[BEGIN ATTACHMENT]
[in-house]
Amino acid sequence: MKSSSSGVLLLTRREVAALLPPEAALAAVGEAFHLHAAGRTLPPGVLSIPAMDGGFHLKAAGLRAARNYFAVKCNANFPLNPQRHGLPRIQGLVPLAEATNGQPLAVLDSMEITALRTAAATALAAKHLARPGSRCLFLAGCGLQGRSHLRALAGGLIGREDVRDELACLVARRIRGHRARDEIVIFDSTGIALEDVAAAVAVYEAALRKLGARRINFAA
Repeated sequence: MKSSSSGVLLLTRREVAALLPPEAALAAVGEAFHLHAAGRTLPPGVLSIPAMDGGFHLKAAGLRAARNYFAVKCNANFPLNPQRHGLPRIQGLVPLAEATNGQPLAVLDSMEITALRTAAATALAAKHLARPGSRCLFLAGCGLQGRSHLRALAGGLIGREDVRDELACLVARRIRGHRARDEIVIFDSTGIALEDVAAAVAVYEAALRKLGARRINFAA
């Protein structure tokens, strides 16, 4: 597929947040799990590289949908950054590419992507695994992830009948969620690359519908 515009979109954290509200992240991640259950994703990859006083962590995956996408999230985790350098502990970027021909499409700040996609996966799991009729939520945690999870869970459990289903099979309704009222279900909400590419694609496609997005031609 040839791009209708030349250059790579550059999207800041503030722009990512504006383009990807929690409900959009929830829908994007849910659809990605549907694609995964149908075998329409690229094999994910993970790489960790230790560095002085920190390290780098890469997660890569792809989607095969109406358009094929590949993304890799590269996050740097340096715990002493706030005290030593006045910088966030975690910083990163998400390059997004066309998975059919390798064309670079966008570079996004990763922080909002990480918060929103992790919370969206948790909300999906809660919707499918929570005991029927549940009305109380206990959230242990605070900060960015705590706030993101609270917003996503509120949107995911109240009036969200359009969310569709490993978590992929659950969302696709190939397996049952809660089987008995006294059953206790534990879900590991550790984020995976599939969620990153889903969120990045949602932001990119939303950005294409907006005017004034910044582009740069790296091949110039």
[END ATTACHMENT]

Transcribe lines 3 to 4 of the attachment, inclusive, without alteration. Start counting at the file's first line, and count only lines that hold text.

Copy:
Repeated sequence: MKSSSSGVLLLTRREVAALLPPEAALAAVGEAFHLHAAGRTLPPGVLSIPAMDGGFHLKAAGLRAARNYFAVKCNANFPLNPQRHGLPRIQGLVPLAEATNGQPLAVLDSMEITALRTAAATALAAKHLARPGSRCLFLAGCGLQGRSHLRALAGGLIGREDVRDELACLVARRIRGHRARDEIVIFDSTGIALEDVAAAVAVYEAALRKLGARRINFAA
């Protein structure tokens, strides 16, 4: 597929947040799990590289949908950054590419992507695994992830009948969620690359519908 515009979109954290509200992240991640259950994703990859006083962590995956996408999230985790350098502990970027021909499409700040996609996966799991009729939520945690999870869970459990289903099979309704009222279900909400590419694609496609997005031609 040839791009209708030349250059790579550059999207800041503030722009990512504006383009990807929690409900959009929830829908994007849910659809990605549907694609995964149908075998329409690229094999994910993970790489960790230790560095002085920190390290780098890469997660890569792809989607095969109406358009094929590949993304890799590269996050740097340096715990002493706030005290030593006045910088966030975690910083990163998400390059997004066309998975059919390798064309670079966008570079996004990763922080909002990480918060929103992790919370969206948790909300999906809660919707499918929570005991029927549940009305109380206990959230242990605070900060960015705590706030993101609270917003996503509120949107995911109240009036969200359009969310569709490993978590992929659950969302696709190939397996049952809660089987008995006294059953206790534990879900590991550790984020995976599939969620990153889903969120990045949602932001990119939303950005294409907006005017004034910044582009740069790296091949110039």